Last week I argued that Second Life is misnamed, and should thus be re-branded, because few people, even active SL users, actually seem to want a "second life". Why do I think this? Because of Second Life's actual user activity patterns. These are Linden Lab's last published granular stats:
These figures are from August 2009, but there's no reason to think they've changed much since then. (If anything, active user hours seem to have decreased.) As you can see, 54% of the userbase is in SL less than 3 hours a month. On the other end of the spectrum, only 6% are in-world 200 hours or more per month, which averages out to 6+ hours a day. As a Linden staffer once said of them, "Those people really do want a second life". But again, they're a fraction of the total userbase. For the vast majority, the usage patterns strongly suggest people who use SL for light and/or occasional entertainment, not a "second life".
Are there different ways to interpret this user data? Maybe:
For example, you could argue that many of the 41% in the 4-200 hour/month band want something like a second life. If you log in-world, say, only 8 hours a month, but those 8 hours are incredibly intense and immersive, I suppose it could be described as a "second life". But then again, that would be a minority. It's extremely difficult to imagine people logging in less than 3 hours a month doing anything that rises to the category of "second life".
To be sure, a lot of SL activity happens outside of SL. Nowadays I go in-world maybe 12 hours a month, but probably spend 40 hours writing about Second Life here, and looking at other SL blogs and media. But again, it's hard to describe that activity as a "second life", with an identity and activity that's totally removed from my first life. That's true of most web-based SL activity. Almost all SL blogs are about virtual fashion, where avatars are treated not as a separate identity, but as the owner's personal Barbie doll. Almost all SL users on Plurk, the popular microblogging service, seem to spend as much time talking about their RL family and day-to-day issues, as they do talking about SL. I know very few SL avatars (and I suspect you don't either) who keep their real and virtual identity totally separate. (They at least reveal their RL geographic location, RL gender, basic details like that.)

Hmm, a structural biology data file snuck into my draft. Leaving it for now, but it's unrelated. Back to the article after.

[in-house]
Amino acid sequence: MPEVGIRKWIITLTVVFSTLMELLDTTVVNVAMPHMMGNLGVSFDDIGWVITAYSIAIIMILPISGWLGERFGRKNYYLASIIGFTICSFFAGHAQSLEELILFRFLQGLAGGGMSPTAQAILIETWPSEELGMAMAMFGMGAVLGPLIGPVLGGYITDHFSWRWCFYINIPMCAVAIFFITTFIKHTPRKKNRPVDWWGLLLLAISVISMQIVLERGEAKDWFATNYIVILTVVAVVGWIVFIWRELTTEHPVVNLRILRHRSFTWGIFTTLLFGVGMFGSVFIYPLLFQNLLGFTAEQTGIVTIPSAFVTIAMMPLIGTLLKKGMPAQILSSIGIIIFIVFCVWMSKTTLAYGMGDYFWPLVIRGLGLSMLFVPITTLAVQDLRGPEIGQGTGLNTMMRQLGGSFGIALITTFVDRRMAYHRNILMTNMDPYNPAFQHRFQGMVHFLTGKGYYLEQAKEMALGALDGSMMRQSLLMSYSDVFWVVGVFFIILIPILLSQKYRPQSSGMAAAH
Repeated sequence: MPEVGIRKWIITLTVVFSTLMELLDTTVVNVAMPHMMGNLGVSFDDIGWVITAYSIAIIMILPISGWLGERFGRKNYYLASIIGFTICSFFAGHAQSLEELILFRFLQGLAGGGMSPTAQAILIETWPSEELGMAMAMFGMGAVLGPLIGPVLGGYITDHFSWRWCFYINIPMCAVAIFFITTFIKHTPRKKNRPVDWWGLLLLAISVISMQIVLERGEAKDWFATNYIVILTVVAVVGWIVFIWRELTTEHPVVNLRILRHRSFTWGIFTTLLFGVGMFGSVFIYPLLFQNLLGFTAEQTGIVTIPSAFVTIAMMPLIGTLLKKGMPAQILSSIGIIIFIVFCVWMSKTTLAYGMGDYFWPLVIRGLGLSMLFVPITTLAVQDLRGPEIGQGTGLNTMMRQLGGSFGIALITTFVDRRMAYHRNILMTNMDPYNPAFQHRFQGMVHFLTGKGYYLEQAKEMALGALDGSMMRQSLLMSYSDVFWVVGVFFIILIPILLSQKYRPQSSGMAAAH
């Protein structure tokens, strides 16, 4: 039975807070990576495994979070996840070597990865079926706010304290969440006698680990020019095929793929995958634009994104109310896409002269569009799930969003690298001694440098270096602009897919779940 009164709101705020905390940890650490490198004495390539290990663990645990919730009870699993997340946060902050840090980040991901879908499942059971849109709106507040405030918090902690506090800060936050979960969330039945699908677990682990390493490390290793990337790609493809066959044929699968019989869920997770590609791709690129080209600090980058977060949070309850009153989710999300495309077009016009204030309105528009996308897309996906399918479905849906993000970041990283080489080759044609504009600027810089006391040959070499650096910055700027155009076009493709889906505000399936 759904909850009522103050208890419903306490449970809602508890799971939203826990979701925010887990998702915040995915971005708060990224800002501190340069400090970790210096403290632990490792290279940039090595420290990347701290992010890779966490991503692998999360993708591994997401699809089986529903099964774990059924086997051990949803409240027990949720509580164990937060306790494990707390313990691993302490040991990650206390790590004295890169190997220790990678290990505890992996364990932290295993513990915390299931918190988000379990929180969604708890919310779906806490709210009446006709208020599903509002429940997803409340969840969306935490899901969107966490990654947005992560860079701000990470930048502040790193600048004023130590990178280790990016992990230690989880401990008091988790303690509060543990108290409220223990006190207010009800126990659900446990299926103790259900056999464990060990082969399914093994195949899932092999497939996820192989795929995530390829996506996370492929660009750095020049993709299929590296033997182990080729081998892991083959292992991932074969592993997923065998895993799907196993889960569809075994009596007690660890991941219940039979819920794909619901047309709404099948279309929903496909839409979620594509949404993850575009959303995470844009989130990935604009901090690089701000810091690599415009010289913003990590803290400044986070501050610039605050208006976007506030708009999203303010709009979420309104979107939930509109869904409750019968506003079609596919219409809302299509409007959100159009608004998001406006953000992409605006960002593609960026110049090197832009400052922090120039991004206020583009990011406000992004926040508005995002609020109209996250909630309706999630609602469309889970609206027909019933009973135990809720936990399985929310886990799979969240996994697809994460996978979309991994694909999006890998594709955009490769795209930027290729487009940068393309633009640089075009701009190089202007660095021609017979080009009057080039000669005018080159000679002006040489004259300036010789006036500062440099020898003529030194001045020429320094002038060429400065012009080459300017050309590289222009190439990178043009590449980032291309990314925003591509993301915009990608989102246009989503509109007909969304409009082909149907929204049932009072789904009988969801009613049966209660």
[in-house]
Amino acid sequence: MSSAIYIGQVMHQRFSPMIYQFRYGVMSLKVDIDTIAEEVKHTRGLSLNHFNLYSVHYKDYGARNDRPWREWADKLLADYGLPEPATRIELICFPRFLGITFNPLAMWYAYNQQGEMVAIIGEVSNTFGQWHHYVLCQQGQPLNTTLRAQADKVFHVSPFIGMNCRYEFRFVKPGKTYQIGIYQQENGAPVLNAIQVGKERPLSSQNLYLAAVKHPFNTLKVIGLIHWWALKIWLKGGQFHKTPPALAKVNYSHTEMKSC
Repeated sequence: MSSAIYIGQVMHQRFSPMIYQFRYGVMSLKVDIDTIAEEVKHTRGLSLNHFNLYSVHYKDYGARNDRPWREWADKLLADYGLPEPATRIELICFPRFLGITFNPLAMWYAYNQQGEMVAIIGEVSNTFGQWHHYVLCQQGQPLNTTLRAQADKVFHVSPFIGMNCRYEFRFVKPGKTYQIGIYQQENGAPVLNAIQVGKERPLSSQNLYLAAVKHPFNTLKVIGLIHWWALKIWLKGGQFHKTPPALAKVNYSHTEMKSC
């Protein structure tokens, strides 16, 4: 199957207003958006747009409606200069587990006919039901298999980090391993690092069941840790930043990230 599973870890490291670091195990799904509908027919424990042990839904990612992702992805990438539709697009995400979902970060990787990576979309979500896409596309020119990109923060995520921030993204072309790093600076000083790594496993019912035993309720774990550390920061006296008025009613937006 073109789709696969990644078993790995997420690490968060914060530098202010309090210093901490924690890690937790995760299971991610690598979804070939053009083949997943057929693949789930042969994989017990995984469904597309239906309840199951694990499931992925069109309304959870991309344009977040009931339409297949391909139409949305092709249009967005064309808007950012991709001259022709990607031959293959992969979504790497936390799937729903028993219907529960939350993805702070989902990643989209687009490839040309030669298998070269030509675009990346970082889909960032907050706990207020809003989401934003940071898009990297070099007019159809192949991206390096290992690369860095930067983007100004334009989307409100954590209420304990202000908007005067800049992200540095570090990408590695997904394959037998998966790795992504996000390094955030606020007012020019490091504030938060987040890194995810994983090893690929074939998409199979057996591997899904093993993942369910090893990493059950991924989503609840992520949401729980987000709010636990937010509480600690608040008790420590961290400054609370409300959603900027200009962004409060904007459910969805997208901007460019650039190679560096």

So what's the best way to interpret this user activity? Probably this: Most active SL users seem to want a separate identity only inasmuch as they use it for online activities they enjoy: Lightly socializing, playing in-world games, fashion, creating content, and so on. This is not to discount the very active and impressive roleplaying communities of SL, but again, they're a minority. And in that case, their activity is probably best described overall as gaming, not roleplaying. (It's generally believed most MMO players do not actively or consistently roleplay in the guise of their character.)
When Linden Lab first launched Second Life, they did so on the belief that people would embrace the idea of having an alternate identity where they could explore, develop, and experiment with different aspects of their identity. And to be sure, some do that; but overall, however, the hard numbers strongly suggest most don't -- certainly not with any evident fervency or long-term engagement.
At the same time, there's a much larger market of millions who've tried Second Life, and walked away, most of them confused by what they're supposed to do in Second Life -- other than have a "second life", which most of them aren't looking for. Which again brings me back to my advice to Linden Lab, paraphrasing Don Draper: If you don't like what people are saying about Second Life, change the conversation. And start by changing a name that isn't even accurate to how your product's actually being used.